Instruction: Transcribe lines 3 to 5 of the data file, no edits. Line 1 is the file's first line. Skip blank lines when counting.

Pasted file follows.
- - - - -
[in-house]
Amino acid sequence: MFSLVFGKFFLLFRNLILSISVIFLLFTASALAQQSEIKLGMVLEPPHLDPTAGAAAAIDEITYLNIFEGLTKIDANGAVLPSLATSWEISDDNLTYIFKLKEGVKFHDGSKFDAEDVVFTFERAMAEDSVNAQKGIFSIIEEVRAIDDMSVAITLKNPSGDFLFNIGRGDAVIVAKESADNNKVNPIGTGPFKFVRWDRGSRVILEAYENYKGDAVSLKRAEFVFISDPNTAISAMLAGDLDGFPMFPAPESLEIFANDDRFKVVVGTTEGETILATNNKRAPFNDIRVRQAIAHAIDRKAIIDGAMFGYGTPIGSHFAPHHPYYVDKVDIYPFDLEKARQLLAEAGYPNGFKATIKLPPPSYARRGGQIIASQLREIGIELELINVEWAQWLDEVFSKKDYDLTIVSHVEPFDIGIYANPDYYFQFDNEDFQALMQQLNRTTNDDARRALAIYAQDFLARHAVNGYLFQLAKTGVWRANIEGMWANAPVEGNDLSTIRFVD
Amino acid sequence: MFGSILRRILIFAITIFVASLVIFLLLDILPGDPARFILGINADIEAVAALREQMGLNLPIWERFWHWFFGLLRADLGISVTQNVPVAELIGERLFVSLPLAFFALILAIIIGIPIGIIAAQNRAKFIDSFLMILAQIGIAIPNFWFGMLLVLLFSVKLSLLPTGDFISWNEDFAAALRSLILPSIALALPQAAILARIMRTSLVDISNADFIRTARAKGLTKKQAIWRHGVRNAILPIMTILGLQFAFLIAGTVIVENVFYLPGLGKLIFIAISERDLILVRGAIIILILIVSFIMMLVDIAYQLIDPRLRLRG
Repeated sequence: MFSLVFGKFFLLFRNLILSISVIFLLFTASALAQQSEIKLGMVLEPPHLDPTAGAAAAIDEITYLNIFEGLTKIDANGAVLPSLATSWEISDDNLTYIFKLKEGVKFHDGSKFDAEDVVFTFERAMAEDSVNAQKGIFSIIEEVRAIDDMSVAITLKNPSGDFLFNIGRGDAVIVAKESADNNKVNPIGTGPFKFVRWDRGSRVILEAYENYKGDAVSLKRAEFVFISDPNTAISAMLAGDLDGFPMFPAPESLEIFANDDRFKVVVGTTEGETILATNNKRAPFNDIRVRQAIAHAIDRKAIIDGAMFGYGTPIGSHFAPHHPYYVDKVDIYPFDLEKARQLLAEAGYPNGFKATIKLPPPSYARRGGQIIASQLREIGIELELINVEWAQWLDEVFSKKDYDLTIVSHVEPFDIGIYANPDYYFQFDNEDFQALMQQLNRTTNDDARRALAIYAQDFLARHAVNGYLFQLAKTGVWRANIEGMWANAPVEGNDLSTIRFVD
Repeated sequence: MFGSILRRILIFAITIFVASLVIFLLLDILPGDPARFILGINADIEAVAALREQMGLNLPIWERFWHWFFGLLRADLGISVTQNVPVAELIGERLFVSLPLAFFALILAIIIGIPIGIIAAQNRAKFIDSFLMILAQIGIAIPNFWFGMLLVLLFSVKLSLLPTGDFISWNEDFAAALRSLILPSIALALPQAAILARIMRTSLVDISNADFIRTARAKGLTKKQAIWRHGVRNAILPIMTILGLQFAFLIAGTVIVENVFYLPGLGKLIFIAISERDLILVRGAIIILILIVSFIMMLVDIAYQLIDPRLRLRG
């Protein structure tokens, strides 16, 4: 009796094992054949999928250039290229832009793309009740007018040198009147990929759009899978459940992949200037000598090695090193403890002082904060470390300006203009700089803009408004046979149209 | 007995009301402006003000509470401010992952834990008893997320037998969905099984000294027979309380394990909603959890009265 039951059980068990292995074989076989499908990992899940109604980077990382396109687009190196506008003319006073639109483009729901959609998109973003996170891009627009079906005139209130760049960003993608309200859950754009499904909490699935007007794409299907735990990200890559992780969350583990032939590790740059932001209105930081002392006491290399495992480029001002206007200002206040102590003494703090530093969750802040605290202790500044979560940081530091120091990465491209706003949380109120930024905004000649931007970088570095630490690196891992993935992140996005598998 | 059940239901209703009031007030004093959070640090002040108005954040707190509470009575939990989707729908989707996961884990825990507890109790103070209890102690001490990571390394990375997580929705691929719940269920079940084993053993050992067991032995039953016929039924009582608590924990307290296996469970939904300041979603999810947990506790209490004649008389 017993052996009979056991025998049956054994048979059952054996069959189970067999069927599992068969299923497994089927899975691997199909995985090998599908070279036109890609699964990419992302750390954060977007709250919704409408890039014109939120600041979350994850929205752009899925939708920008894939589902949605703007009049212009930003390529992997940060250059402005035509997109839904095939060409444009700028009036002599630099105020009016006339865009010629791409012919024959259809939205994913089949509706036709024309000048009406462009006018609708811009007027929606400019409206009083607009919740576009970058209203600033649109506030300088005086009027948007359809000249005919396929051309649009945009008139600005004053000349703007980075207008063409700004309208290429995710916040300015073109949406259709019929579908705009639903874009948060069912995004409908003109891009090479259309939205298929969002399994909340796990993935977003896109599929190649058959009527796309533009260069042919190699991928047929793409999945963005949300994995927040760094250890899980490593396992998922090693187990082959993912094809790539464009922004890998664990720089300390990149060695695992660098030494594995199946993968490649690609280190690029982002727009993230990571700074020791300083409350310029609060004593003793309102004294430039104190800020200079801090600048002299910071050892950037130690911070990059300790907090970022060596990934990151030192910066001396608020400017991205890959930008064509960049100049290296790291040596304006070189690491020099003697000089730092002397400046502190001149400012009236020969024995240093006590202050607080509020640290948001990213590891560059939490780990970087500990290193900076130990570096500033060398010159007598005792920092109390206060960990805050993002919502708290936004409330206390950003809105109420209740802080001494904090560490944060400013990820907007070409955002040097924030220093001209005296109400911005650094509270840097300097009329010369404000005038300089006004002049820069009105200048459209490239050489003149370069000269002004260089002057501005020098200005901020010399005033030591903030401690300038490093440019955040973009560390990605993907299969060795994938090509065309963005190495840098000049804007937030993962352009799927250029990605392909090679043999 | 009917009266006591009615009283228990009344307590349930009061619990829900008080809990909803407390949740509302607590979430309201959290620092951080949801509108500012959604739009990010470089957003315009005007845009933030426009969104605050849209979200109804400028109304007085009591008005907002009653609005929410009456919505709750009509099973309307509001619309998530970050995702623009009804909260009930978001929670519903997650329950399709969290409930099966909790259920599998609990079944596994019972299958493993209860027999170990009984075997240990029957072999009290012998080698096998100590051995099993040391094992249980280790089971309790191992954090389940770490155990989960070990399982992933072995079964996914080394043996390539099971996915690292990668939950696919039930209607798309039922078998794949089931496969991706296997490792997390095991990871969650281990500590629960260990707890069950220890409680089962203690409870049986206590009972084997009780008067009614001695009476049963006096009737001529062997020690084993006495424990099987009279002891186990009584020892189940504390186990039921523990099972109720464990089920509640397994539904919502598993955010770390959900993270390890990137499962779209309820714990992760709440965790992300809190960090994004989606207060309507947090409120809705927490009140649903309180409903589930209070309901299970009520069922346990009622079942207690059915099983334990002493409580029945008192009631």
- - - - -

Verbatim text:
Amino acid sequence: MFGSILRRILIFAITIFVASLVIFLLLDILPGDPARFILGINADIEAVAALREQMGLNLPIWERFWHWFFGLLRADLGISVTQNVPVAELIGERLFVSLPLAFFALILAIIIGIPIGIIAAQNRAKFIDSFLMILAQIGIAIPNFWFGMLLVLLFSVKLSLLPTGDFISWNEDFAAALRSLILPSIALALPQAAILARIMRTSLVDISNADFIRTARAKGLTKKQAIWRHGVRNAILPIMTILGLQFAFLIAGTVIVENVFYLPGLGKLIFIAISERDLILVRGAIIILILIVSFIMMLVDIAYQLIDPRLRLRG
Repeated sequence: MFSLVFGKFFLLFRNLILSISVIFLLFTASALAQQSEIKLGMVLEPPHLDPTAGAAAAIDEITYLNIFEGLTKIDANGAVLPSLATSWEISDDNLTYIFKLKEGVKFHDGSKFDAEDVVFTFERAMAEDSVNAQKGIFSIIEEVRAIDDMSVAITLKNPSGDFLFNIGRGDAVIVAKESADNNKVNPIGTGPFKFVRWDRGSRVILEAYENYKGDAVSLKRAEFVFISDPNTAISAMLAGDLDGFPMFPAPESLEIFANDDRFKVVVGTTEGETILATNNKRAPFNDIRVRQAIAHAIDRKAIIDGAMFGYGTPIGSHFAPHHPYYVDKVDIYPFDLEKARQLLAEAGYPNGFKATIKLPPPSYARRGGQIIASQLREIGIELELINVEWAQWLDEVFSKKDYDLTIVSHVEPFDIGIYANPDYYFQFDNEDFQALMQQLNRTTNDDARRALAIYAQDFLARHAVNGYLFQLAKTGVWRANIEGMWANAPVEGNDLSTIRFVD
Repeated sequence: MFGSILRRILIFAITIFVASLVIFLLLDILPGDPARFILGINADIEAVAALREQMGLNLPIWERFWHWFFGLLRADLGISVTQNVPVAELIGERLFVSLPLAFFALILAIIIGIPIGIIAAQNRAKFIDSFLMILAQIGIAIPNFWFGMLLVLLFSVKLSLLPTGDFISWNEDFAAALRSLILPSIALALPQAAILARIMRTSLVDISNADFIRTARAKGLTKKQAIWRHGVRNAILPIMTILGLQFAFLIAGTVIVENVFYLPGLGKLIFIAISERDLILVRGAIIILILIVSFIMMLVDIAYQLIDPRLRLRG